By Zac Goldsmith and Douglas Carswell for The Sun on Sunday
WHENEVER an MP is accused of wrongdoing, we always see the same routine – politicians talk to journalists and the Westminster bubble reaches a verdict.
But the only people really qualified to judge an MP’s suitability — the voters they represent — are invariably ignored.
We have a perverse situation today where no matter how badly a politician behaves, their constituents have no tools to hold them to account.
An MP could switch to an extreme party or even take a year-long holiday and their constituents would simply have to put up with it.
Faced with yet another expenses scandal, there have been calls to give more powers to independent regulators to oversee Parliament. We agree.
But we don’t need to set up a new quango. That independent regulator already exists — the electorate.
So instead of having the Sir Humphreys in Whitehall deciding on the suitability of those we elect, how about giving local constituents the right to recall their MP via a referendum?
It’s not a new idea. Recall happens all over the world, from parts of the US and Canada to Switzerland and even South Korea.
It’s a simple concept. If enough voters sign a petition, they earn the right to have a recall referendum where voters decide if they want to sack their MP. If they succeed, there is a by-election.
Some MPs, including Nick Clegg, have argued that recall would lead to “kangaroo courts”.
But the only court is the constituency and the same arguments against recall could be used against all elections and democracy itself.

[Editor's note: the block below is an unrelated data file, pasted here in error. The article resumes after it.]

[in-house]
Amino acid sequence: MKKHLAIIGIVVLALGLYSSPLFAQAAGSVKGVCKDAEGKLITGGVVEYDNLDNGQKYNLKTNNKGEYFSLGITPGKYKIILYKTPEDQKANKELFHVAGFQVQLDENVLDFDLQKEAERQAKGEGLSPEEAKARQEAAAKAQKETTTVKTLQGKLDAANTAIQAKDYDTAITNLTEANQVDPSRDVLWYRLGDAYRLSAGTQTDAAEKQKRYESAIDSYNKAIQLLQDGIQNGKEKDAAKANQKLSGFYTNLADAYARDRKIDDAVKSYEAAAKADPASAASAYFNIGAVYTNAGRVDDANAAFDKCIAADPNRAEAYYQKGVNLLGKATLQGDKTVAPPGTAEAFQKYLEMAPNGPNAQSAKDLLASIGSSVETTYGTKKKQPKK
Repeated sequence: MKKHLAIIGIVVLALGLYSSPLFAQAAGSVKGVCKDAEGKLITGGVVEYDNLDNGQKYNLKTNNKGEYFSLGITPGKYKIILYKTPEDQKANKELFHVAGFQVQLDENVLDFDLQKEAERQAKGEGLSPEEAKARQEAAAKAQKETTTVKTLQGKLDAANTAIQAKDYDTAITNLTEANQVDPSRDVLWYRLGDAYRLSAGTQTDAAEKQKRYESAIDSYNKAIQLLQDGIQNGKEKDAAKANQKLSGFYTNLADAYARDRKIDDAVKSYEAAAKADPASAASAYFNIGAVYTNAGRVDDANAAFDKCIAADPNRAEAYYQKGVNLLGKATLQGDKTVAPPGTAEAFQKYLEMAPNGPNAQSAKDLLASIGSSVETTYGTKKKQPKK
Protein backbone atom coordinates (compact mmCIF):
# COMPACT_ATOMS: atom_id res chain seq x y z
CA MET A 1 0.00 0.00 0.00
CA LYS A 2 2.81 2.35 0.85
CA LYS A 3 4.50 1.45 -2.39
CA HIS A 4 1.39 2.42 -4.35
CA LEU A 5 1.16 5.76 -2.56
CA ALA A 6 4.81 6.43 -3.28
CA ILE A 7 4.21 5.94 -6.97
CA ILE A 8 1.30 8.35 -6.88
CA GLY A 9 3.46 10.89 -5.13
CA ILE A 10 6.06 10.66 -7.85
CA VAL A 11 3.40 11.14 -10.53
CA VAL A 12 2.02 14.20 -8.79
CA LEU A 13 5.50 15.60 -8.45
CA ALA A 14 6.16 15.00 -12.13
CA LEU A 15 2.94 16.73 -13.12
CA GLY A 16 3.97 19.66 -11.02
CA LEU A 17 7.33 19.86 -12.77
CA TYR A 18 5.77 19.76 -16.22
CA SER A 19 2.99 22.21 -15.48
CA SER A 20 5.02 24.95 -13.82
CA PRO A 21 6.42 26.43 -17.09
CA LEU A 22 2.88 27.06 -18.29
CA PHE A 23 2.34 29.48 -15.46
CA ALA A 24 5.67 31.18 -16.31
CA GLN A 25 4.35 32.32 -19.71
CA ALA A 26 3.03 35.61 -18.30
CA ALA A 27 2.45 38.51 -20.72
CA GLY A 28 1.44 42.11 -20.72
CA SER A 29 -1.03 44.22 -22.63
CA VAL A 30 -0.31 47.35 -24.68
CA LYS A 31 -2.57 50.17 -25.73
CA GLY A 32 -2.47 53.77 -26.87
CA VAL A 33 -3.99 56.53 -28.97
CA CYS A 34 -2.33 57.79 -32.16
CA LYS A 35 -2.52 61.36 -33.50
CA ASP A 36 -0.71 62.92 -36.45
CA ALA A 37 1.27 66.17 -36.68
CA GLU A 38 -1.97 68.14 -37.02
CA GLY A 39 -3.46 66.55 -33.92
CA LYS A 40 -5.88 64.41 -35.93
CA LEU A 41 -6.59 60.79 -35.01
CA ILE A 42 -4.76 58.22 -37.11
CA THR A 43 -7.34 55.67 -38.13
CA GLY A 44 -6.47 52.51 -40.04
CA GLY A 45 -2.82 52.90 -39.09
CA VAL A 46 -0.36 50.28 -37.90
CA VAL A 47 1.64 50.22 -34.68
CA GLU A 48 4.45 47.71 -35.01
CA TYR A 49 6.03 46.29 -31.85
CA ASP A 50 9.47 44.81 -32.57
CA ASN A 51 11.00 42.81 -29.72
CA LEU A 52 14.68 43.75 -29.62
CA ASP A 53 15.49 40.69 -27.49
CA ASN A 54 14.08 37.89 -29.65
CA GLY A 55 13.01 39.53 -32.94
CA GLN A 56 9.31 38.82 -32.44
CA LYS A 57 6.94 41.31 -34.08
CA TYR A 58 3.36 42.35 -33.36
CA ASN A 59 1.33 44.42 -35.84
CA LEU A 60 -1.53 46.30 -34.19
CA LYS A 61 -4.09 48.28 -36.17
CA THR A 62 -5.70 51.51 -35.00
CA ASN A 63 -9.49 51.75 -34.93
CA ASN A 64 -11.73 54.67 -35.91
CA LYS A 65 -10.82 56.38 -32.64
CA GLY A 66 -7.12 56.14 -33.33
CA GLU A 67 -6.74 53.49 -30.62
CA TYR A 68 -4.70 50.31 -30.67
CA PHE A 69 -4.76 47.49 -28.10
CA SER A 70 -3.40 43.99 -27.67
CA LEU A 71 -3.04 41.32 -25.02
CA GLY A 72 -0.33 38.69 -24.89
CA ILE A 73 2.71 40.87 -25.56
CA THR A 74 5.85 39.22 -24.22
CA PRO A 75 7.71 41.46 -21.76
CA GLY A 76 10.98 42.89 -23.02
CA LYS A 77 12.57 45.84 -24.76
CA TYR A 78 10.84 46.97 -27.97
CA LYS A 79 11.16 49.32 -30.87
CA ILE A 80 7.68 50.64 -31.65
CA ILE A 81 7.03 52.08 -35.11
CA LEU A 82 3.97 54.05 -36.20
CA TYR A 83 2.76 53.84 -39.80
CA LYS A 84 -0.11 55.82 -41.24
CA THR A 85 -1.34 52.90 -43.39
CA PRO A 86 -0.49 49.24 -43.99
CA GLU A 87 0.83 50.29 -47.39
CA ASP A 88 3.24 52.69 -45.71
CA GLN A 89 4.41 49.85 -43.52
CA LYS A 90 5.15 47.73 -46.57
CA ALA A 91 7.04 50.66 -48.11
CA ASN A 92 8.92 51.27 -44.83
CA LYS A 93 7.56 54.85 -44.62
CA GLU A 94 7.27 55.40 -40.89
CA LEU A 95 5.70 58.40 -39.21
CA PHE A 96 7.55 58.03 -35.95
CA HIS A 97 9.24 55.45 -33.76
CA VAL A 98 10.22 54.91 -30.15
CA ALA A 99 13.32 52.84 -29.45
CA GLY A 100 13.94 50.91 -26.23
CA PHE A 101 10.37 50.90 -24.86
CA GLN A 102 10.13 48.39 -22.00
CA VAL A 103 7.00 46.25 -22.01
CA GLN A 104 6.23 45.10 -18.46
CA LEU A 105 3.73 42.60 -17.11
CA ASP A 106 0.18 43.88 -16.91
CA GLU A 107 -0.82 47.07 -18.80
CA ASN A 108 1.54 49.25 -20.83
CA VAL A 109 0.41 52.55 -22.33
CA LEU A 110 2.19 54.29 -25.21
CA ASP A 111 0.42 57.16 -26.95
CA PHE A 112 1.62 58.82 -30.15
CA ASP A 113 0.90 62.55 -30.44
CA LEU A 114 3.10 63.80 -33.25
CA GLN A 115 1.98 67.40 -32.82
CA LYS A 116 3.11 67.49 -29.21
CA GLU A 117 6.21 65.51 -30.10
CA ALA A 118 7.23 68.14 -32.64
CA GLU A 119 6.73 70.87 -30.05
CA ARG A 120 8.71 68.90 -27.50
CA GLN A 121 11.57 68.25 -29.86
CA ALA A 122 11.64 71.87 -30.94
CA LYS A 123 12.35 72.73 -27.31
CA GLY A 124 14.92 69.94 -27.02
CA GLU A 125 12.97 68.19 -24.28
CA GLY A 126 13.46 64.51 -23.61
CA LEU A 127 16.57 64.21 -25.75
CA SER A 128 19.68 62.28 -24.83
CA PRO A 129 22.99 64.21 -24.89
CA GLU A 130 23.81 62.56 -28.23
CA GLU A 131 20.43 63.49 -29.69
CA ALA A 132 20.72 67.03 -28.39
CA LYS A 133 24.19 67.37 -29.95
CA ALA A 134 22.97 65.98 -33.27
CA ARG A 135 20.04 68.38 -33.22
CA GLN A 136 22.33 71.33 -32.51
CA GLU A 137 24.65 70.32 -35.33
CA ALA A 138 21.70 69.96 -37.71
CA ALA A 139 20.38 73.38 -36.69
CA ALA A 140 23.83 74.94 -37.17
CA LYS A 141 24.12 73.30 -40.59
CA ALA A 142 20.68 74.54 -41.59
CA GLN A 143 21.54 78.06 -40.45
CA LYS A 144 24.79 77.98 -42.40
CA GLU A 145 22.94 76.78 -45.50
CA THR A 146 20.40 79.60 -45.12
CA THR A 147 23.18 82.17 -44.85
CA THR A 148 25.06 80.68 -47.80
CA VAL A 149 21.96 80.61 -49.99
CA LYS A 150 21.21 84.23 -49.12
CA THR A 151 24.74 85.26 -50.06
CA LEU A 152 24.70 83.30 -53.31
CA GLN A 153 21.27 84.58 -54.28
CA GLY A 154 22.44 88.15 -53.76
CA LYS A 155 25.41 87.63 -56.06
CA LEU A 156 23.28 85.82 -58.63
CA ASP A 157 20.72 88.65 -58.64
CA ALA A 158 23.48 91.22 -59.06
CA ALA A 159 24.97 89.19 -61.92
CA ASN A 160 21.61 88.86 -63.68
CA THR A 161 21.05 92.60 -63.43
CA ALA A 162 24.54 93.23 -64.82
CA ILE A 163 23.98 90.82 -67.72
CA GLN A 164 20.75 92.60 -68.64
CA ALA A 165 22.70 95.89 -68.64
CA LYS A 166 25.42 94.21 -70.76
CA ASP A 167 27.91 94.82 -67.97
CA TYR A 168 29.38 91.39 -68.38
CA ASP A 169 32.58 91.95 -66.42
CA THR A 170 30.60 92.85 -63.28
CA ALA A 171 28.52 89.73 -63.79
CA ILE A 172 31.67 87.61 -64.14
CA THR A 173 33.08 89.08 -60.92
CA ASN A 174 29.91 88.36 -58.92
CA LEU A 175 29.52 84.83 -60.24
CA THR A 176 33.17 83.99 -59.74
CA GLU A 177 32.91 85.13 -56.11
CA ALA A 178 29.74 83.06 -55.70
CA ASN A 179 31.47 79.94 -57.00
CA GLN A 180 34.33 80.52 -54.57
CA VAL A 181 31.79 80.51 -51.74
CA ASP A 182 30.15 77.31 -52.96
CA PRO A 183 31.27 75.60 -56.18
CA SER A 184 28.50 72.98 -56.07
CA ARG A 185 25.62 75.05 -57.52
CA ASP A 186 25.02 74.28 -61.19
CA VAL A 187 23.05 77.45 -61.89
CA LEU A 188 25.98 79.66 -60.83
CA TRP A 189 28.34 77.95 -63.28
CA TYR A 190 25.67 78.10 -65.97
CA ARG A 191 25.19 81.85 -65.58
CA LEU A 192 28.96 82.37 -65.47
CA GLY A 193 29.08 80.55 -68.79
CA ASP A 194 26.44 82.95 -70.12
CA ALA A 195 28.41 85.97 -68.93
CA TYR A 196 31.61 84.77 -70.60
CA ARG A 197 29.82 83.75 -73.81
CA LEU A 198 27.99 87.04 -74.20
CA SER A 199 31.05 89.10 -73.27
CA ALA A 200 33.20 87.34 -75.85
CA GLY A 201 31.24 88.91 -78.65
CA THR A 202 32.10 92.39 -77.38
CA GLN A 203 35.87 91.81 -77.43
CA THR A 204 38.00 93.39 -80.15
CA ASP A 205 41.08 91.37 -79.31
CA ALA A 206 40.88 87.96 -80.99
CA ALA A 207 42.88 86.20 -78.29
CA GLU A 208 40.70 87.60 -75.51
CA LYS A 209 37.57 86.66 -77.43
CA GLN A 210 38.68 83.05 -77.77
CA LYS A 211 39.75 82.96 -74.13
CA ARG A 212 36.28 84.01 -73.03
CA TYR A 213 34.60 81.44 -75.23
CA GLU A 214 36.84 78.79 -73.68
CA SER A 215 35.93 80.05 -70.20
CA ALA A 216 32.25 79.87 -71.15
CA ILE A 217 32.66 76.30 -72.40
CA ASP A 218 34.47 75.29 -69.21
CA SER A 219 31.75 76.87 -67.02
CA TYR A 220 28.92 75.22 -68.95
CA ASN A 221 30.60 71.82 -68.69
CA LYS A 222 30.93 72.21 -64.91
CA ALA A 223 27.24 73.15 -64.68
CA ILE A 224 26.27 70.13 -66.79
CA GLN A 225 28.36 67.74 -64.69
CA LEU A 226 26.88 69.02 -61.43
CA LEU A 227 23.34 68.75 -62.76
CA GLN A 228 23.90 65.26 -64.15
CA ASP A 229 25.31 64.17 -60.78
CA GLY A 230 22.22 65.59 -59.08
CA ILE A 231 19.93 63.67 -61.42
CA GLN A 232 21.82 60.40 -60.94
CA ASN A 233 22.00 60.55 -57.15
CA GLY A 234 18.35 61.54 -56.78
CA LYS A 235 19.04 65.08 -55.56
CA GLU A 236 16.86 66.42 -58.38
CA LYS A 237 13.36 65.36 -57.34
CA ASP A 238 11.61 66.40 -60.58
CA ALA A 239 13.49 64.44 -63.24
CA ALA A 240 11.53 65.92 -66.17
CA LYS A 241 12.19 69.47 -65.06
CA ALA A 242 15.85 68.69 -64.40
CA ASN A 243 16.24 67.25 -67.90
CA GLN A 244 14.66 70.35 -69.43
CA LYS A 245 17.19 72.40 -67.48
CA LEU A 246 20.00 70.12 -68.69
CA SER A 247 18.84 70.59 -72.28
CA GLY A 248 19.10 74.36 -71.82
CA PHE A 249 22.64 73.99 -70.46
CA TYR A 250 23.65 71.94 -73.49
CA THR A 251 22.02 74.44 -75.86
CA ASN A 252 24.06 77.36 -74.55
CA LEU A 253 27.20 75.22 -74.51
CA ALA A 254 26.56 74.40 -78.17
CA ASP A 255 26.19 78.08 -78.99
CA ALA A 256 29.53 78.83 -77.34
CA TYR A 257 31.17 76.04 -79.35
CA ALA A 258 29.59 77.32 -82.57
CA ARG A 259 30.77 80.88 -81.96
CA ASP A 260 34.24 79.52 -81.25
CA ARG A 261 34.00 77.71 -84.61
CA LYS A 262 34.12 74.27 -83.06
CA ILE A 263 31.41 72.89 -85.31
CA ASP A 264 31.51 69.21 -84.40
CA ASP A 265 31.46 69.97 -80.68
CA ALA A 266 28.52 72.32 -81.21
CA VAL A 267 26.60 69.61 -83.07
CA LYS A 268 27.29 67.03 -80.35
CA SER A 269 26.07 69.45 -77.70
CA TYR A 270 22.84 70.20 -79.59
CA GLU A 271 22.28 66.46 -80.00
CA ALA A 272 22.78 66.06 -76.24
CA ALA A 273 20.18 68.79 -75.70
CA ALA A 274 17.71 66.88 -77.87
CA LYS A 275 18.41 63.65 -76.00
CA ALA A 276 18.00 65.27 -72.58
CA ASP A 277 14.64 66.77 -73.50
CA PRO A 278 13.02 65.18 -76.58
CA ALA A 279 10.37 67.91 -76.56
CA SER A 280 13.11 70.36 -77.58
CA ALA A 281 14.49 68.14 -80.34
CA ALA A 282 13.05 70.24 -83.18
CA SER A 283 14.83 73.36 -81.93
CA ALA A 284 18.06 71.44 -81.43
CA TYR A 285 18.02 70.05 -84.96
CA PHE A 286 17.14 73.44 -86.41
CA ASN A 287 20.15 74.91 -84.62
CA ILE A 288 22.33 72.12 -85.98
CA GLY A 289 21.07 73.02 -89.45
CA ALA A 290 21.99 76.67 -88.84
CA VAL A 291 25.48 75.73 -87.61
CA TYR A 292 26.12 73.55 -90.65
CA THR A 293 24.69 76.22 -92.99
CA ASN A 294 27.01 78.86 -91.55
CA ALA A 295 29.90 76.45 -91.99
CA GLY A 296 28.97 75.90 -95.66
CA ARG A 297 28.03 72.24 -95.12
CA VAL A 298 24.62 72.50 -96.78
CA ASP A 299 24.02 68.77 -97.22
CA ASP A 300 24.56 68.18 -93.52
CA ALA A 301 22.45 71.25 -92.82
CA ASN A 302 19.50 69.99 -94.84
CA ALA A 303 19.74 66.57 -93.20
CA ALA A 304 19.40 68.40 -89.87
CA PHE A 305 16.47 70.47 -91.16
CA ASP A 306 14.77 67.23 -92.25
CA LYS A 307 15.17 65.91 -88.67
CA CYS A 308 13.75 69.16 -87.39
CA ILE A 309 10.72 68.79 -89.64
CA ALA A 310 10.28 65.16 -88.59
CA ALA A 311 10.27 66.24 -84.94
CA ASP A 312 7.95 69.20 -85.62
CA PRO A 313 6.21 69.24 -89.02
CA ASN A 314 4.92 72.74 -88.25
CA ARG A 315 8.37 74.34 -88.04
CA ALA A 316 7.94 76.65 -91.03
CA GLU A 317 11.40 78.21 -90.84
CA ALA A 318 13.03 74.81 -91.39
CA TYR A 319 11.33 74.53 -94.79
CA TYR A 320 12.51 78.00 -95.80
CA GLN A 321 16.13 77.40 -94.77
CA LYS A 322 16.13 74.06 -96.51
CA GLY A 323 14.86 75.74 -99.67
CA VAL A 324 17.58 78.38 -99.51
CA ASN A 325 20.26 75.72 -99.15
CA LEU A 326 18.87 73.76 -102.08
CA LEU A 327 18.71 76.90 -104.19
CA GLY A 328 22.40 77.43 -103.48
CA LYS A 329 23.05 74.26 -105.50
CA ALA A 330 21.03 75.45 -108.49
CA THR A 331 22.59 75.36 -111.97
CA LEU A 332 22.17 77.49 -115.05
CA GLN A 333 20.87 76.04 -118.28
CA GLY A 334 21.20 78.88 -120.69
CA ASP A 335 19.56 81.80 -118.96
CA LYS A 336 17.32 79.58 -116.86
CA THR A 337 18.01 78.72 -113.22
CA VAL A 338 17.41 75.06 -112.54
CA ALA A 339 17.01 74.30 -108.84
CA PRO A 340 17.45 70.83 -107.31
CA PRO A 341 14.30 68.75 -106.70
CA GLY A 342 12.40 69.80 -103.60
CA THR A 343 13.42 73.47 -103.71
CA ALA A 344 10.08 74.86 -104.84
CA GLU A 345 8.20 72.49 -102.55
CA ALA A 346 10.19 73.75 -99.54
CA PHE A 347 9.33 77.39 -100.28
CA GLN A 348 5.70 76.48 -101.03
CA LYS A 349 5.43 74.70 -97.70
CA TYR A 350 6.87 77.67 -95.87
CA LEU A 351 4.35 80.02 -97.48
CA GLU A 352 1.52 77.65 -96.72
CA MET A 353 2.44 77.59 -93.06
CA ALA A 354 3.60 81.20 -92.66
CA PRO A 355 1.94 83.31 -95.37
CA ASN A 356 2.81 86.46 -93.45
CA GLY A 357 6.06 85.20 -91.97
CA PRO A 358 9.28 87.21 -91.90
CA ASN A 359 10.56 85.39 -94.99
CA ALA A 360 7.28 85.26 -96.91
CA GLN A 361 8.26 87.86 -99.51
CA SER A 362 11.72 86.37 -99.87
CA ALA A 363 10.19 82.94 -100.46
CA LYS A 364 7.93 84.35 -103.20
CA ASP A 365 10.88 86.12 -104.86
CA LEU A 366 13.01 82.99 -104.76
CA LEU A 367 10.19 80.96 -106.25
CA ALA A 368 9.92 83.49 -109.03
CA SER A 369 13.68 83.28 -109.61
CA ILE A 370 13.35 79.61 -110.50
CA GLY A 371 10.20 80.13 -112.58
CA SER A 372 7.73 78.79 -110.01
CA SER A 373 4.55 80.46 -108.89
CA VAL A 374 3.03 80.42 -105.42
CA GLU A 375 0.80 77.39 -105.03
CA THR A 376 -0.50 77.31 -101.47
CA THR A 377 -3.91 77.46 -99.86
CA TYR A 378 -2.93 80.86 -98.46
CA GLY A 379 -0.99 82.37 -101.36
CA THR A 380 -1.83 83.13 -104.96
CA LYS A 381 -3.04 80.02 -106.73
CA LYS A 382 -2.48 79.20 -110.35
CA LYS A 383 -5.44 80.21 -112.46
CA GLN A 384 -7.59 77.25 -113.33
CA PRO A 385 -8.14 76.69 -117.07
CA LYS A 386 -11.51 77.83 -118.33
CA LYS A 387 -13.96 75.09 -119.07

In fact, all three parties promised this reform at the time of the first MPs expense scandal. But, perhaps unsurprisingly, when it came to the crunch their commitment to democracy evaporated. Instead, the Coalition came up with a bogus proposal so far removed it wouldn’t even involve a recall vote. Instead of local people starting the process, the plan gives power to a committee of grandees — the same people under fire over the Maria Miller affair.
If this version of recall goes through, voters will have been conned.
David Cameron was at his most inspirational as a party leader before the last election when he spoke of change. He promised “new politics”.
Somehow we have lost sight of that agenda. David Cameron needs to take the initiative again, including a proposal for real recall in the Queen’s Speech in a few weeks.
It is not just the right thing to do for our democracy. It might also strike a chord with that growing number of good, respectable voters who no longer feel that those they send to Westminster are really on their side.
Conservatism is at its weakest when it allies itself with a failed status quo. The party of Margaret Thatcher and Benjamin Disraeli has always been at its best when it sides with the citizen against the state, with individuals against the establishment, with local communities against remote elites.
We Conservatives understand the importance of consumer choice and competition in business. Let’s extend that principle to the way we do politics. Give power to the people.
Bring forward real recall now!